"Sometimes in timeouts I'll say, 'I've got nothing for you. What do you want me to do? We just turned it over six times. Everybody's holding the ball. What else do you want me to do here? Figure it out,' " Popovich said, according to the San Antonio Express-News, not long before the Spurs used 14 3-pointers and a season-high 39 assists to dispatch the Cavs. "And I'll get up and walk away. Because it's true. There's nothing else I can do for them. I can give them some bulls---, and act like I'm a coach or something, but it's on them."
"I think competitive character people don't want to be manipulated constantly to do what one individual wants them to do," Popovich said, according to the Express-News. "It's a great feeling when players get together and do things as a group. Whatever can be done to empower those people."Because I'm lazy and probably a racist (by the modern definition), I enjoy (pre?) judging people on as little effort and information as possible. And if I were interviewing a coach, of whom I knew nothing, I'd hire him instantly if he said and believed Popovich's quote.
The ideas embedded in that quote are simple, true, powerful, and yet rarely applied. Why? Because group empowerment implies leader dis-empowerment. And because, since leaders overestimate their influence relative to chance, they always feel the urge to do something.
Of course, I'm cheating, this isn't a blind interview, and I know who Gregg Popovich is. His teams won 68% of their games over a near two decade stretch, often on the backs of unathletic castoffs.
Phil Jackson's the only modern coach with similar objective success. But I've always considered Phil more lucky than good. Partly that's because Phil had Jordan, Shaq, and Kobe. "Phil had better players..." is the ground I usually argue on.
But my belief was based on more than that. The Popovich quote brought to the surface my unconscious intuition: Good leaders are, above all else, rational, and rationality requires, above all else, a balanced ego. (Smarts too; but that's not a controversial claim.)
Jackson is a narcissist. If you can't see that, then you're bad at judging people. The constant public Zen non-sense, the lower lip pubes, the multiple divorces, the hipster glasses, the pointless public trashing of players, attention-whoring, feuds, etc.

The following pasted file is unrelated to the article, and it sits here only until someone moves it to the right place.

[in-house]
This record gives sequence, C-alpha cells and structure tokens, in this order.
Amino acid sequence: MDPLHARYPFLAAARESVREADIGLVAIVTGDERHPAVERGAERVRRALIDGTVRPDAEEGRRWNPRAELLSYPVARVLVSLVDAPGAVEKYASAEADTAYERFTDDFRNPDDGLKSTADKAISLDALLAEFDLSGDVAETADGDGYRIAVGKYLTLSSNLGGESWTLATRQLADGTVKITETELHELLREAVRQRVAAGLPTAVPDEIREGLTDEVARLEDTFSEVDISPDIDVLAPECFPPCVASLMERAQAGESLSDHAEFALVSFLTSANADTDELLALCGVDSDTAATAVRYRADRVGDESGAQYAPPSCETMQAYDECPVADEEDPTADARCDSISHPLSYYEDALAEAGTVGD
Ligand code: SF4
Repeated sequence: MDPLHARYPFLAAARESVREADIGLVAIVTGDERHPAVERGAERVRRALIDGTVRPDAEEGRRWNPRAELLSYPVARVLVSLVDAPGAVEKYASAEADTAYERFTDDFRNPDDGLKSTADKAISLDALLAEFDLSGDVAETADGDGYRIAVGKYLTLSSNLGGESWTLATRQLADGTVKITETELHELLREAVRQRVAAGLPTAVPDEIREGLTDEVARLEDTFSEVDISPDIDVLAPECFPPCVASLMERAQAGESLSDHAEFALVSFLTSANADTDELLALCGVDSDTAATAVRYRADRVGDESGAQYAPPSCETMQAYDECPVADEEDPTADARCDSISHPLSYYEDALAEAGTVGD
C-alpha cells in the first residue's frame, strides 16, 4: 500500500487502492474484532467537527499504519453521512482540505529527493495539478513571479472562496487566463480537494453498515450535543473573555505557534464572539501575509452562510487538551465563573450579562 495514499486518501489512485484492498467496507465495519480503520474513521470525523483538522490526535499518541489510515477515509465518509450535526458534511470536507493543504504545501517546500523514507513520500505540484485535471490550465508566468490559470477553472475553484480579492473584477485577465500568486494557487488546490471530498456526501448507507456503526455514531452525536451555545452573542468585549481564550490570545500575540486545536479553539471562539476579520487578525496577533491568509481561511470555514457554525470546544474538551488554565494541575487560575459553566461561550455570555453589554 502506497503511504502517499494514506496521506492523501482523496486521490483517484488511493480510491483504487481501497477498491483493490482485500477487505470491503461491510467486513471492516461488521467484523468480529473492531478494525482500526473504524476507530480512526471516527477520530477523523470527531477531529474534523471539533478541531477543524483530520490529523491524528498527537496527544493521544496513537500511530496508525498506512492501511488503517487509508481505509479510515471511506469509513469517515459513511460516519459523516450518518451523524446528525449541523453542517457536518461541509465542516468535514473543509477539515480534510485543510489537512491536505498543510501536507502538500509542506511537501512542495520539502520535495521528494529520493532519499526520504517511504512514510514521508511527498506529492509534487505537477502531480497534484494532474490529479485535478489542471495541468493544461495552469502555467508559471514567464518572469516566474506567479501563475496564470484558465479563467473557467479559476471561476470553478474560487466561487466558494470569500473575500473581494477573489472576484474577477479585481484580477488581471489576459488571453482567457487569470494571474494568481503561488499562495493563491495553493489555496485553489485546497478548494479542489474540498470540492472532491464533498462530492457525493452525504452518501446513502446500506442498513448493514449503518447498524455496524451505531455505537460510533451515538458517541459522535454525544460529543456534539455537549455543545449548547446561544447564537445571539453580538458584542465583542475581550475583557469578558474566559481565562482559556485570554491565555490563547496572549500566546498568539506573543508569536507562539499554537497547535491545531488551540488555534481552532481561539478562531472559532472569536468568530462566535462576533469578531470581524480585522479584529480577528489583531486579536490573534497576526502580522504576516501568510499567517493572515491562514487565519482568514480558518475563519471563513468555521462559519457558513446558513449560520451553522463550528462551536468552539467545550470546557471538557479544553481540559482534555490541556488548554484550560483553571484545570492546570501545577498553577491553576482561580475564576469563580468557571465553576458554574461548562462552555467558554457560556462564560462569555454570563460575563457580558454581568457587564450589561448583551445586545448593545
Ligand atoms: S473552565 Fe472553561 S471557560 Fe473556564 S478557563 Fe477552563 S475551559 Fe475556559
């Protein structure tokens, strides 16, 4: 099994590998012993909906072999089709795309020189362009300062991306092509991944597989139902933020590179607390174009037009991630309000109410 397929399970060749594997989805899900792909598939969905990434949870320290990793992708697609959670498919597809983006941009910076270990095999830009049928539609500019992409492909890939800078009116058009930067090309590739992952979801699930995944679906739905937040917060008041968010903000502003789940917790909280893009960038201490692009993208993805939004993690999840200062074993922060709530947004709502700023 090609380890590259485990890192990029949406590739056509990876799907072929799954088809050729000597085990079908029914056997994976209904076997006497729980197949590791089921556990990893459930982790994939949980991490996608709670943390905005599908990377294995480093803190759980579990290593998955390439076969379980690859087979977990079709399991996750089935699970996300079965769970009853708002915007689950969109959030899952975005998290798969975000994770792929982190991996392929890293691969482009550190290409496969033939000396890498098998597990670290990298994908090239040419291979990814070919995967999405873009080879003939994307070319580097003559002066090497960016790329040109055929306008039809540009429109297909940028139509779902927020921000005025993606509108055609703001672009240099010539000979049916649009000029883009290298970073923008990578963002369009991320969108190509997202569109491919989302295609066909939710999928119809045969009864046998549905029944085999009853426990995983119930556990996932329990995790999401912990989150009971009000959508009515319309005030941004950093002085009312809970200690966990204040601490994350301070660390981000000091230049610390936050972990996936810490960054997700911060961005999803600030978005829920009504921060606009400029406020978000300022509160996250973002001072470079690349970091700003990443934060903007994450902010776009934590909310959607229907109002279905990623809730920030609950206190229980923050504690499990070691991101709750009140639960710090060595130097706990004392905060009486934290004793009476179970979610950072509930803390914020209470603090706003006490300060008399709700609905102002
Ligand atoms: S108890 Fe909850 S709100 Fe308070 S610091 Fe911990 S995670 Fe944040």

|Zen Master: Attention whoring is the WAY to Nirvana|
There's statistical evidence for my claim that Popovich relies less on talent than Jackson. For example, though their career winning percentages are identical, Popovich's are much lower variation. Jackson's had more great years, but also more ~.500 seasons, whereas Pop coached teams have won more than 60% of their games every year since 1997. Also, the +/- of Pop's bench is better than Jackson's, etc. But I'm getting sidetracked.
You can infer a lot about someone from very little evidence. I haven't proved that. But I think it's true.
(p.s. Ultimately, what my Jackson vs. Pop claim boils down to, is if you dropped Popovich onto some random team in the NBA, he'd have them contending within 1-2 years, and that's not true for Jackson.)
(p.p.s It's no coincidence that the coach with the NFL's best sustained record of success, Bill Belichick, is a virtual Popovich clone in terms of personality and background; blunt, high IQ guys from no non-sense military families.)
(p.p.p.s Many hugely successful businessmen, Buffett and Henry Singleton, for example, believed in hiring well and then decentralizing power/authority/accountability. Maybe analogous to Pop. And that means that Pop's talent isn't necessarily bad, but rather different; he values particular player attributes differently than other coaches.)